Voters turning out for election to settle control of Congress
Tuesday, November 5, 2002
Associated Press WriterWASHINGTON (AP) -- Halfway through a presidential term buffeted by terrorism and divided control of Congress, Americans voted Tuesday in elections that offered both parties tantalizing possibilities for the balance of power but no sure bets.
Voters came out under snowy skies in Wisconsin, light-jacket weather in Texas and North Carolina rain to redraw the battle lines of a Congress sharply divided, to elect 36 governors, reshape legislatures and settle hundreds of local ballot questions.
Suspense was especially thick over the fate of the Senate. At the American Legion hall in Rolla, Mo., Democratic Sen. Jean Carnahan cast her ballot and invoked the comeback spirit of a native son in her tough race against Republican Jim Talent.
"I have a Harry Truman feeling about things," she said. "I think it's going to be the Missouri surprise."
Republicans and Democrats each had at least an outside chance of taking control of Congress. But the prospect of more of the same -- the GOP holding the House, Democrats commanding the Senate and President Bush navigating somewhere between the two -- was also very much in play.
Capping a five-day, 17-city push to elect congressional Republicans and governors, Bush voted quietly at the Crawford, Texas, fire station. He offered a thumbs-up and turned it sideways as if to say there was no telling how the day would turn out.
"I'm encouraging all people across this country to vote," he said, before leaving for Washington.
The stakes were high in many ways for Senate Majority Leader Tom Daschle of South Dakota, a possible presidential contender in 2004 who fought to preserve his party's de facto Senate majority and ward off a GOP challenge for his state's other Senate seat, held by Tim Johnson.
"I'm very hopeful and somewhat optimistic that this is going to be a very good night for Democrats across the country and especially here in South Dakota," Daschle said after voting.
In the Chelsea district of Manhattan, photographer Jane Schreibman, 52, voted a straight Democratic ticket. "I used to pride myself on voting for the best person," she said. "But I just don't want to give the Republicans any more leverage."
House and Senate control was important as well to Robert Kolodny , 37, a naval reservist in Cleveland who voted Republican and with domestic security with mind. "The main thing was to make sure Republicans get in," he said.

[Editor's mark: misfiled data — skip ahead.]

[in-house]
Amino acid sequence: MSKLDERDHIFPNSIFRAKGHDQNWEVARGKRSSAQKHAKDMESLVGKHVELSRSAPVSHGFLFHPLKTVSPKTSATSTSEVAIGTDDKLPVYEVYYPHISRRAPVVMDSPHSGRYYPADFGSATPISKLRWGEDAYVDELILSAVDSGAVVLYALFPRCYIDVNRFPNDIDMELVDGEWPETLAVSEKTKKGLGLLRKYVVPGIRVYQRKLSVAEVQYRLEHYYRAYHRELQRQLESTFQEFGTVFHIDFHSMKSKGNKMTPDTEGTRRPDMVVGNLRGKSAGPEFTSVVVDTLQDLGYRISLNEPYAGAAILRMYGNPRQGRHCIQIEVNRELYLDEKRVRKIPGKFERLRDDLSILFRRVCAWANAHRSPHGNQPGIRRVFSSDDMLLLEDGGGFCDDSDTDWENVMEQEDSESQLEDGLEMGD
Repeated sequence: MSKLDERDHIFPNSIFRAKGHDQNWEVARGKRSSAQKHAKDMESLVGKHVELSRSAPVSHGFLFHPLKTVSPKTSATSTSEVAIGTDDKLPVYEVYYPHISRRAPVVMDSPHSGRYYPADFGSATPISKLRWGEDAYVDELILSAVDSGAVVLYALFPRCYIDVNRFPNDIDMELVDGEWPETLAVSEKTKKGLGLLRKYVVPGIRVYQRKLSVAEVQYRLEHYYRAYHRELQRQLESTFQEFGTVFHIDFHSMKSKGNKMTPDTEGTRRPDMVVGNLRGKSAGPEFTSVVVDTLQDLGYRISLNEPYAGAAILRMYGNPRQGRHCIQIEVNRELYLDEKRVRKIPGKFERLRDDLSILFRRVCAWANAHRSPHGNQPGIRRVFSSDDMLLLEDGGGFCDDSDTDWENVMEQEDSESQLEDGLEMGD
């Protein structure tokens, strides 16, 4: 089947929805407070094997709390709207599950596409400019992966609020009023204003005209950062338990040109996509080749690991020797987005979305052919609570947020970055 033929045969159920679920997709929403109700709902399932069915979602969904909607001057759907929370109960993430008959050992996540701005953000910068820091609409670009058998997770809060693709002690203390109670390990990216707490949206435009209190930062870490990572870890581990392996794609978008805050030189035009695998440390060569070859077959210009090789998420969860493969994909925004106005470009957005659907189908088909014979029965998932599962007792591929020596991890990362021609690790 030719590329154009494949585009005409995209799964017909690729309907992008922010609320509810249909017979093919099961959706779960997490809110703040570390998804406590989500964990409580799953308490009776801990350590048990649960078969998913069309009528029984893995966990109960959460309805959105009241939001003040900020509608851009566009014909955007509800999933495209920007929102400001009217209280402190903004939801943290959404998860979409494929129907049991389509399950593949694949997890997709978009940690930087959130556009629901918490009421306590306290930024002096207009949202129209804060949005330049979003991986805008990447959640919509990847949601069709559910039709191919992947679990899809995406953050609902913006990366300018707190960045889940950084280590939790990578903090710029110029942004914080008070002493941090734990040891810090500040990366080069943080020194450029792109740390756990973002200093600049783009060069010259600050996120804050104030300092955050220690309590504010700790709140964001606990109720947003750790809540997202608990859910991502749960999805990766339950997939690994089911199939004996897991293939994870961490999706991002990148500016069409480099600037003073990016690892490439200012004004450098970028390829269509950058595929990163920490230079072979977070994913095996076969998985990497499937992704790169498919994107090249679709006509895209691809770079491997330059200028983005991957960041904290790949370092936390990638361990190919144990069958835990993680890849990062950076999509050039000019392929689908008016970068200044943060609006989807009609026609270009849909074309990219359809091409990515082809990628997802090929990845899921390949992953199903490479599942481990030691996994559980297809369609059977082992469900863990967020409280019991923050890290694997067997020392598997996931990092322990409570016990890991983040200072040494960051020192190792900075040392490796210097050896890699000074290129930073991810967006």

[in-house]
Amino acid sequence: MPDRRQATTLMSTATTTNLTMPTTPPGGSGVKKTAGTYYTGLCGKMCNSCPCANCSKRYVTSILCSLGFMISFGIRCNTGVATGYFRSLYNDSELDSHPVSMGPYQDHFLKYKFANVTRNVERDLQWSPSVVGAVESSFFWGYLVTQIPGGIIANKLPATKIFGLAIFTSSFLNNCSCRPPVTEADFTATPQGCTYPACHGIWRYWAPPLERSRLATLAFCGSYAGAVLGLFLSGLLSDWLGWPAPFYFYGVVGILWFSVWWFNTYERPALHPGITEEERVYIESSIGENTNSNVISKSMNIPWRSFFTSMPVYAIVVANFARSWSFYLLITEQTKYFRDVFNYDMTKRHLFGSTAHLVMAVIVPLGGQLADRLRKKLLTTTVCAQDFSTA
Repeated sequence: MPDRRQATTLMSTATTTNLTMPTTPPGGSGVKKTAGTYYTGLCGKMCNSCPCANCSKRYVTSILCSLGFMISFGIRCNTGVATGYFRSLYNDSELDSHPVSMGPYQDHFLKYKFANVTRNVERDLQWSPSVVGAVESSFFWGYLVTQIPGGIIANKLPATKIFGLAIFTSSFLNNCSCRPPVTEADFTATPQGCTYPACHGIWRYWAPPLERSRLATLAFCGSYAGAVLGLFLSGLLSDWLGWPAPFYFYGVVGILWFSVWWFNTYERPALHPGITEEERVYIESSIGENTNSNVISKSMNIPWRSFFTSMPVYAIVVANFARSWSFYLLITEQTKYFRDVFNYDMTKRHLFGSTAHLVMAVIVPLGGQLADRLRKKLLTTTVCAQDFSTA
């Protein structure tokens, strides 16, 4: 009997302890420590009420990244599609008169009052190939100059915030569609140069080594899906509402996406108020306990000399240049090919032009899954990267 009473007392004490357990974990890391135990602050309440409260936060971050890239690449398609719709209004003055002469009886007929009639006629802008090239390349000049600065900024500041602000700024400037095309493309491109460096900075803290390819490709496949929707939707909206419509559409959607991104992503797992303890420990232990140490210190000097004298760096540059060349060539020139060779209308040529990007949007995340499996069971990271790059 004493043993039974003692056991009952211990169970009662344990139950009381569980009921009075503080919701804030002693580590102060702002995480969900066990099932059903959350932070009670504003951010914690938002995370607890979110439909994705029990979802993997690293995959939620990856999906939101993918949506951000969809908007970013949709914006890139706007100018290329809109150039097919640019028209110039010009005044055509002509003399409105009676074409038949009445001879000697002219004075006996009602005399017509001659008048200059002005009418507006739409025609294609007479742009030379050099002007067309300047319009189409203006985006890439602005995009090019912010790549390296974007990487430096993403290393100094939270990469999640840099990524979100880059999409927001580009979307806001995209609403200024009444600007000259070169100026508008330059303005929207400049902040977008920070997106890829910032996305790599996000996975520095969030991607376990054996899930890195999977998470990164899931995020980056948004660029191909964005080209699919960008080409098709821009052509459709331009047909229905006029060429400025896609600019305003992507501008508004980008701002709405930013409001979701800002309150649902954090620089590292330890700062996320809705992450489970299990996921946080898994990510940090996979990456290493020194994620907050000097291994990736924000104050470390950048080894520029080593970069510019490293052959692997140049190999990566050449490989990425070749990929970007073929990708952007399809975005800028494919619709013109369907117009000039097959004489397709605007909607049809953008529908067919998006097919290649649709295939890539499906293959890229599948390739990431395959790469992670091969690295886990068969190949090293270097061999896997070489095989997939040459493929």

The midterm elections were helping to determine whether Bush and his Democratic opposition can build a record to run on in 2004. For many voters, the issues and candidates they cared most about were closer to home.
In East Syracuse, N.Y., mechanic Joe David, 36, voted for Republican Gov. George Pataki for the third straight election. "He's done a good job as far as I'm concerned," he said. "I think he was a strong leader after 9-11 and I think he has helped make New York a better place to live."
Bush, his popularity high but his ability to translate that into votes for his party unproven, stumped in the Midwest and South to close out a vigorous campaign for Republican candidates. He implored Americans to return Senate control to his party and end the obstructionism he blamed on Democrats.
"That's what I'm looking for -- some allies," Bush told Missouri Republicans on Monday.
Democrats fought to motivate voter turnout in a district by district drive to reclaim control of the House and protect their whisker-thin hold on the Senate.
At stake Tuesday: all 435 House seats, several dozen of which were hotly competitive; 34 Senate seats, of which six to eight looked like tossups; and the 36 governorships. Voters also were choosing state legislatures, now split almost evenly between the parties, and deciding more than 200 ballot initiatives in 40 states.
The first national campaign in the age of terror ended as many campaigns do -- hanging on local concerns and personalities, with debate over pocketbook issues and domestic matters drowning out the few disagreements over national security and even the prospect of a war with Iraq.
Democrats needed a gain of seven seats to win control of the House; polls indicated that would be tough, but conceivable.
Republicans and Democrats each hold 49 seats and there are two independents -- one a reliable Democratic vote.
With memories still fresh of the 2000 Florida balloting fiasco, and more than 200 counties around the country trying new voting equipment, the suspense was not just over winners and losers but whether counters would be able to tell the difference.
Federal observers were dispatched by the hundreds to polling places in 14 states in the most ambitious monitoring of the nation's ballot boxes since the 1960s civil rights era. Florida got the most attention.
The president's party normally loses ground in midterm elections, although Democrats managed to add to their numbers in 1998 even when President Clinton was in the throes of the Monica Lewinsky scandal.
Democrats had effective Senate control going into the campaign, thanks to the defection from the Republican Party last year of Vermont Sen. Jim Jeffords, a Democratic-supporting independent.
But with the Oct. 25 death of Minnesota Sen. Paul Wellstone in a plane crash, and the appointment Monday of an independent as a temporary replacement for the upcoming lame duck session, it's now divided 49-49 with two independents.
Republican Norm Coleman and Walter Mondale, the former vice president, senator and presidential candidate who came out of retirement to replace Wellstone on the Democratic ticket, kept campaigning after the polls opened.
"Has anybody slept yet?" Coleman asked whooping supporters after an all-night tour. "We haven't."
Mondale, one of the most recognizable public figures in the state, waited 25 minutes to vote at a Minneapolis church, only to reach the front of the line and be asked by a polling official, "What's your name?"